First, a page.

Dortmund have struggled this season because they didn’t buy cover for Haaland

Stefan Bienkowski
Dortmund have struggled this season because they didn’t buy cover for Haaland

Borussia Dortmund currently sit sixth in the Bundesliga table with an interim head coach in charge of a side that don’t seem to be going anywhere fast. 

Despite being billed as Bayern Munich’s main contenders for the Bundesliga title each and every season, the Westfalen club started well but then began to crumble under pressure throughout the season. 

While a number of factors may have played a part in Dortmund’s league campaign falling apart, a large part of it can be put down to a lack of investment in the first team over the summer months. 

And, in particular, the lack of any genuine talent to step into Erling Haaland’s shoes when he isn’t scoring goals and winning games for Dortmund this season. 

How much do they need cover for Haaland?

Without hoping to use unnecessary hyperbole to explain just how much Dortmund needed a back-up striker this season, it’s still quite easy to draw a clear comparison between Haaland’s ability to put the ball in the back of the net and Dortmund’s own form. 

As such, when the towering Norwegian striker hasn’t been in form or indeed on the pitch for Dortmund this season, things have started to fall apart. For example, of the 13 Bundesliga games in which Haaland hasn’t scored a goal in this season, Dortmund have won just five and dropped a total of 22 points in the league race. 

Perhaps the most consequential period in which the team looked hopeless without their talisman was when he was out injured four games in December. By the time he had returned to full fitness and the starting XI, Dortmund had sacked their head coach due to such a poor run of form. 

That’s not to say any of this is Haaland’s fault in particular. But to date the only players Dortmund have had to offer in his place when forced to do so have been 16-year-old Youssoufa Moukoko and 22-year-old Steffen Tigges, who were both rushed through from the second team to step into Haaland’s place.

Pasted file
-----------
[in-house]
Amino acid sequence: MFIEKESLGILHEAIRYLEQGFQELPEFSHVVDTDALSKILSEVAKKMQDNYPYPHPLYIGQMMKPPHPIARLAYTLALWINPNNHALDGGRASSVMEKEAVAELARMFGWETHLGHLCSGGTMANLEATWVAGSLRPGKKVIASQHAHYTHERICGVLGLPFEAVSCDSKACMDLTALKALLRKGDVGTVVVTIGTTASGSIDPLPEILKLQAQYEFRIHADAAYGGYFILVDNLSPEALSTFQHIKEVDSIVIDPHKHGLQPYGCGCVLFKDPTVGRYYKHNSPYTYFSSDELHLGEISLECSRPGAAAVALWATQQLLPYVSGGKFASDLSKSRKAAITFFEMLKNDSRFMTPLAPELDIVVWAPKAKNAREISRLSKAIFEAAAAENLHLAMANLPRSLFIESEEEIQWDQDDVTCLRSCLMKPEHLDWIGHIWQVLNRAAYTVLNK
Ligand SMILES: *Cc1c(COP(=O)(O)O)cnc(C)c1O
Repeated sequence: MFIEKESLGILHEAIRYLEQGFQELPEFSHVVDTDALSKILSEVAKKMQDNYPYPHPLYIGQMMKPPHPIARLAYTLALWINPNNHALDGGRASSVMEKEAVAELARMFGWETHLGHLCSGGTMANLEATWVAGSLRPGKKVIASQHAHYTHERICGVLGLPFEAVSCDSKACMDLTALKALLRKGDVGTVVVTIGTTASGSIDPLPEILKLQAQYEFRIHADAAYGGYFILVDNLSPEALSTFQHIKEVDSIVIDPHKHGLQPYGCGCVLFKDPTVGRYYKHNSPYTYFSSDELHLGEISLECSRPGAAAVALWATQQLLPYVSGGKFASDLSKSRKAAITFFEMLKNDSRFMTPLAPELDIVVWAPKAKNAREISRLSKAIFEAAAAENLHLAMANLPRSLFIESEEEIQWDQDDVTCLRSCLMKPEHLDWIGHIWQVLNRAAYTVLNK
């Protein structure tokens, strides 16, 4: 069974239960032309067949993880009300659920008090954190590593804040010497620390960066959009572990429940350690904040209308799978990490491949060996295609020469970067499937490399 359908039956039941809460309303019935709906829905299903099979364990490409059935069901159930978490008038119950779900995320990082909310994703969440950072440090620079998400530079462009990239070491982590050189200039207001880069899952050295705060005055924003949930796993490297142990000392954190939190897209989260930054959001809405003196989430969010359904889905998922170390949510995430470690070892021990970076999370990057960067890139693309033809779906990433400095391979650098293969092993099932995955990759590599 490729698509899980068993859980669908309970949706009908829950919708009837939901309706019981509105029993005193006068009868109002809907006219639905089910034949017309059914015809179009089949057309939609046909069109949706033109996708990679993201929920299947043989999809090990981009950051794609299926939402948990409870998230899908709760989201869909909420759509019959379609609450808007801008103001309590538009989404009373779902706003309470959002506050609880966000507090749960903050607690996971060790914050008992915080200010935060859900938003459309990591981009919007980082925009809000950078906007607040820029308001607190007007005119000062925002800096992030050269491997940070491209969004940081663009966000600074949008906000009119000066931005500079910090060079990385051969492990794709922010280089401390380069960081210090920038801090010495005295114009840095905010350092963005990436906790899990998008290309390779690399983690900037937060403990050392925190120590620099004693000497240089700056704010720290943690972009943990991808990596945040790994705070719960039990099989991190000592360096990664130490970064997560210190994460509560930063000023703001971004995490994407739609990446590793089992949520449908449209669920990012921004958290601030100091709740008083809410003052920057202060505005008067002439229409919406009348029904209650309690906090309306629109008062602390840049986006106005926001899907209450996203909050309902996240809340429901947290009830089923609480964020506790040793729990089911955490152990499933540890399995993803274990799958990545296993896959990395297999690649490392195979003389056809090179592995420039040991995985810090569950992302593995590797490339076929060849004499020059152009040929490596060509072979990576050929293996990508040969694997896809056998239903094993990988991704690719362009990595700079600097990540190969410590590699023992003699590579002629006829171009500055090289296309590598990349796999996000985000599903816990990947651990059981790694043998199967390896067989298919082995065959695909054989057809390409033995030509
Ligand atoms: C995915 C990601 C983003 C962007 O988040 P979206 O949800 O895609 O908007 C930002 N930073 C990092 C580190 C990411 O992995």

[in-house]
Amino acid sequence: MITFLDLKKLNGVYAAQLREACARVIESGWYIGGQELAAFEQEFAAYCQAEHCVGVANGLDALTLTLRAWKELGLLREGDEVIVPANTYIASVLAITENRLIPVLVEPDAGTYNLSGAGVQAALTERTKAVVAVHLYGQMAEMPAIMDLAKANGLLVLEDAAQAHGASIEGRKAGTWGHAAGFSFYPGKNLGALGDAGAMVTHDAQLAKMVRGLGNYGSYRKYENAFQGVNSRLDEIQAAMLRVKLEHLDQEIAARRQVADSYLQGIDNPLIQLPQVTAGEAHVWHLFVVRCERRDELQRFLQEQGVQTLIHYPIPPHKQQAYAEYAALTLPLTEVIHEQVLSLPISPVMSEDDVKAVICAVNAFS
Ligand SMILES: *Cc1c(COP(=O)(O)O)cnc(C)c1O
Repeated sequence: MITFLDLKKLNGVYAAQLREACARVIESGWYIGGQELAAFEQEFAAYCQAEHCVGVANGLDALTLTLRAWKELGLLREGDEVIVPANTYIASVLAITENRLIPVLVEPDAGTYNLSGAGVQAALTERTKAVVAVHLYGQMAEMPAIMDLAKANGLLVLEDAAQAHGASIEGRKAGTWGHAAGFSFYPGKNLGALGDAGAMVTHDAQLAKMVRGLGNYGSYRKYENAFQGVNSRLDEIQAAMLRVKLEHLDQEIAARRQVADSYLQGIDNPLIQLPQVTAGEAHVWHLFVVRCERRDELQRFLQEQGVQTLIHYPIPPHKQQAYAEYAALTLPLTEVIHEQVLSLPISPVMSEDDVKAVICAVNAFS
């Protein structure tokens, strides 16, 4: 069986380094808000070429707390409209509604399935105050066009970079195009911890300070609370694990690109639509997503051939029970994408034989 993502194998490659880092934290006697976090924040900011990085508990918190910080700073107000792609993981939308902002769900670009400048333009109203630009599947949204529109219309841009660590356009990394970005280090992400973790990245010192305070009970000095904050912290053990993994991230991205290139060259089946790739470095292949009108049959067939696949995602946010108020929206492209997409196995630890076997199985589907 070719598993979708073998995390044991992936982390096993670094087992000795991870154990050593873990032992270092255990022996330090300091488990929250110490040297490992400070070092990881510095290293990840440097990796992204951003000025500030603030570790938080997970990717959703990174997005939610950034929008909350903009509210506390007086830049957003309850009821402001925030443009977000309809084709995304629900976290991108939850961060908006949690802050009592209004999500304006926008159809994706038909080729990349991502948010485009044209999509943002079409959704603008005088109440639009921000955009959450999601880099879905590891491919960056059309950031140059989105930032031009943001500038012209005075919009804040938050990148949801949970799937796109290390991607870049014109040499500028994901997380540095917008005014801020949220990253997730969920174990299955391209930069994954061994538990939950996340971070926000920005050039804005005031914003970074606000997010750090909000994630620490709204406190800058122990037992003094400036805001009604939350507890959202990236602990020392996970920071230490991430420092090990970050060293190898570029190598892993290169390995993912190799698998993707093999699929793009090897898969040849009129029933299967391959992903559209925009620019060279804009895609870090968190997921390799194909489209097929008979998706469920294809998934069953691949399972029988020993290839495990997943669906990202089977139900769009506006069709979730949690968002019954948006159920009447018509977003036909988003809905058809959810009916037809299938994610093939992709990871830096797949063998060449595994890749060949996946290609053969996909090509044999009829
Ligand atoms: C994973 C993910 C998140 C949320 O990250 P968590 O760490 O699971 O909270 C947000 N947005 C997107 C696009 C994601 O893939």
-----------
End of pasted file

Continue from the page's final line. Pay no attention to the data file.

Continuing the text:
Who knows how many of Dortmund’s issues could have been easily ironed out had the team brought in a back-up striker to step in when Haaland needed some support. 

Why didn’t Dortmund sign a back-up striker?

Like most clubs across Europe, Dortmund were hit hard by the COVID pandemic forcing the club to shut their stadium to spectators and their main source of income. As such, the club reportedly opted out of bringing in a second striker so soon after signing Haaland. 

At times it also seems as though the German club are slaves to their own transfer policy, in the sense that an addition to the first team squad is only worth buying if he is young, shows potential and can one day be sold on for vast fortunes. A back-up striker – presumably in his early thirties – just doesn’t tick many boxes for Dortmund’s recruitment department. 

There’s also the fact that back then Haaland was still very much in the ascendency and showed no signs of slowing down. Having missed just two games in the second half of the 2019/20 season and scoring a remarkable 16 goals in 18 games, there was perhaps a degree of simply assuming Haaland’s fitness and form would simply continue rumbling on. 

However, with the benefit of hindsight, that now looks like a notable oversight from Dortmund and one that has undoubtedly cost them a head coach and potentially now a spot in next season’s Champions League.